Likewise, interested in learning others thoughts about this idea. There seems to be a lot of momentum lately in the Humanitarian space for enabling localized innovation. Offering valued skills training and access to markets is a proven approach to livelihood development.
Hi Justin, Impressed with the conversation happening here. I'd like to take the comment about an online version a step further. My perspective is influenced by 1) business background (i.e. sustainability) and 2) recently supporting a family member through end of life stages.
1. Market size or impact potential. Understanding that you're building a guide for your geographical location, there also may be value for other geographies - but perhaps through a template version of what you're creating. i.e. your 'product' can be replicated with ease by others. This gives potential for scale, sustainable revenue, and/or larger impact. The template version could be digital and perhaps more a form version that others could purchase, download (or upload content) and populate as you're doing.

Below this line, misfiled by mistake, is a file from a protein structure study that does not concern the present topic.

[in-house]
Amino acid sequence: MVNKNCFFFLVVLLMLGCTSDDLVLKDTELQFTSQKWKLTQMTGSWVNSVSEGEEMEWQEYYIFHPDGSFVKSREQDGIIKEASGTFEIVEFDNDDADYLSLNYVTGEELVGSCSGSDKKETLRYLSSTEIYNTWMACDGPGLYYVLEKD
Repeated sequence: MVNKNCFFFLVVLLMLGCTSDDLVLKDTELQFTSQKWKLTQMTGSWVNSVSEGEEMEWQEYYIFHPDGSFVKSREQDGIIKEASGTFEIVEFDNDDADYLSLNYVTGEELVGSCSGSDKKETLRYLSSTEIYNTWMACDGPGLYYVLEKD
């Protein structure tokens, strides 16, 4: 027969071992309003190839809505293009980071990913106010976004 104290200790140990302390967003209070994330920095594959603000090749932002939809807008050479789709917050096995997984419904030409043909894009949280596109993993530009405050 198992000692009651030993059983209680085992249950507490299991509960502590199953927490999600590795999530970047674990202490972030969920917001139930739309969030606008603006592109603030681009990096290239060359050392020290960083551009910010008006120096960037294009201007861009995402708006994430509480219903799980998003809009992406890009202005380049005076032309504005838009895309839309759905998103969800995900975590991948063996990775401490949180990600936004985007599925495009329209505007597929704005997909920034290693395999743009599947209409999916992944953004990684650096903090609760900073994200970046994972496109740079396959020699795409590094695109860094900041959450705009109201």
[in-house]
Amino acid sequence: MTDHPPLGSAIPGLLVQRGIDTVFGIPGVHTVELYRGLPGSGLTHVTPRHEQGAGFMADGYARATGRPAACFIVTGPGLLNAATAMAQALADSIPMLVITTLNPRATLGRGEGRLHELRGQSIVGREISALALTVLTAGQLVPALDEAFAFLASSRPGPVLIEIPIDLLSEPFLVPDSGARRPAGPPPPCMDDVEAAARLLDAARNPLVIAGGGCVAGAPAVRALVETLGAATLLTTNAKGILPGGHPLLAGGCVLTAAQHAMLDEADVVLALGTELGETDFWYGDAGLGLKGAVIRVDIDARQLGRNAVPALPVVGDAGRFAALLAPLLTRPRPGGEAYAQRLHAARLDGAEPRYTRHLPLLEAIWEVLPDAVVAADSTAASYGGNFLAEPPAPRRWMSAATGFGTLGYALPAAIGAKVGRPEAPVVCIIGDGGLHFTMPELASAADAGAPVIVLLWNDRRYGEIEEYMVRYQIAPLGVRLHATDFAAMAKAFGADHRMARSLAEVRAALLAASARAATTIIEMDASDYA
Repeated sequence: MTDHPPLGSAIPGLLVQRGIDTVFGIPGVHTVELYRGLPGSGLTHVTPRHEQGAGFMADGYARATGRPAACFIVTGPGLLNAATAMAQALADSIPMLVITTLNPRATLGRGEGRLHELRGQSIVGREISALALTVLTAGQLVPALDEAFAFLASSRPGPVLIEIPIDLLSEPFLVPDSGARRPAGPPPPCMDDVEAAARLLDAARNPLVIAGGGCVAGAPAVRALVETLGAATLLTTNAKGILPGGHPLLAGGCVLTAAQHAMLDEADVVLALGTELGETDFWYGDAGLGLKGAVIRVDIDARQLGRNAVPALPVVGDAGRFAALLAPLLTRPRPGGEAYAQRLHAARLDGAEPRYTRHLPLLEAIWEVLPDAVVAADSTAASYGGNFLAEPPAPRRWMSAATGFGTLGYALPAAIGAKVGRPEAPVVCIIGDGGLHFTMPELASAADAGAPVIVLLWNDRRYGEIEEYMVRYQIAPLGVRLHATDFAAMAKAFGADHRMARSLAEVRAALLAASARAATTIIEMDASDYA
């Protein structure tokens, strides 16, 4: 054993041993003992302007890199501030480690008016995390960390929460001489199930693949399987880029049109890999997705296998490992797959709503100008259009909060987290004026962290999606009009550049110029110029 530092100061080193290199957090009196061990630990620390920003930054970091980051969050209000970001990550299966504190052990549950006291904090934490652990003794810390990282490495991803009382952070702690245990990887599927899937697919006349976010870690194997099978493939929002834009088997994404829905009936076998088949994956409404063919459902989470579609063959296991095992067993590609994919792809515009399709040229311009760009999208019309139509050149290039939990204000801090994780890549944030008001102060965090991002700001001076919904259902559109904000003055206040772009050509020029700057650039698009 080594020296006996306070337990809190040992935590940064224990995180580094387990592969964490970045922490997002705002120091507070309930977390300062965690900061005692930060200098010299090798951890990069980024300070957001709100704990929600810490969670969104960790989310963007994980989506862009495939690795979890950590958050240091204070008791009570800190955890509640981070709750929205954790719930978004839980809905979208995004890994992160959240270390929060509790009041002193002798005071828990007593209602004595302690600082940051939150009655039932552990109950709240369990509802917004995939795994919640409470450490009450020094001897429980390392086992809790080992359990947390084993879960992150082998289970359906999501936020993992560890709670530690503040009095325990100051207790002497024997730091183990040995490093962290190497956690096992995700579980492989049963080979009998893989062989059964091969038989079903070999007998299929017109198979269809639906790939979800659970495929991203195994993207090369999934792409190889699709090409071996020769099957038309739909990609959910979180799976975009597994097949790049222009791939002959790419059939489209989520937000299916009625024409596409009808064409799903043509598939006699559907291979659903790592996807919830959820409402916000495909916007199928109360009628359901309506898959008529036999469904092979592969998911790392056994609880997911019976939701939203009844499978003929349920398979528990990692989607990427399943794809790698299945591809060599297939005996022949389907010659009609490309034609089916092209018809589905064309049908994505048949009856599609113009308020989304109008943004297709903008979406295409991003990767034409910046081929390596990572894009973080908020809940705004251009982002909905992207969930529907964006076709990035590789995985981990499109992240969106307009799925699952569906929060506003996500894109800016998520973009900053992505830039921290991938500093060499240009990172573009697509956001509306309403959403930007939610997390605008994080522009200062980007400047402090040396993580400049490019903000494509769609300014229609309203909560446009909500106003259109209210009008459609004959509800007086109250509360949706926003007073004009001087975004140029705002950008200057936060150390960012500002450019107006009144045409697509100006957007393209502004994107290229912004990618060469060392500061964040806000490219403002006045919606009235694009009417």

2. Bringing it online. I get that a paper version can be preferred (how much time do we really need to spend on computers/smartphones!?) and more friendly and comfortable to use with the elderly. Yet, if you haven't already considered this, an "online support" version or tool may increase value and stakeholder engagement (involving caregivers, medical team, contracted service providers, for example) - in addition to the paper version. Allow me to reference my experience. When my mom was "dying" over a period of years, her support team grew and the decisions needing to be made grew. And my mom (and my dad) actually did a lot of coordination on her ipad and phone. Emails, calls and notifications from and to care providers, as well as all the logistics stuff for end of life. Your end of life roadmap made me wonder if the current process (my mom and us coordinating with many) could be reversed (many service providers coordinating through an online 'roadmap' with her). i.e. instead of static and heavy client effort, the online support option makes it interactive and less burdensome on the client. How might all these providers (and their e-systems link with the online roadmap) to stay coordinated and give the "client" a big picture look at what is to being done/to be done according to the roadmap she's plotted out? This may be too far reaching for what you've set out to do; however I hope it stimulates additional thought and refinement.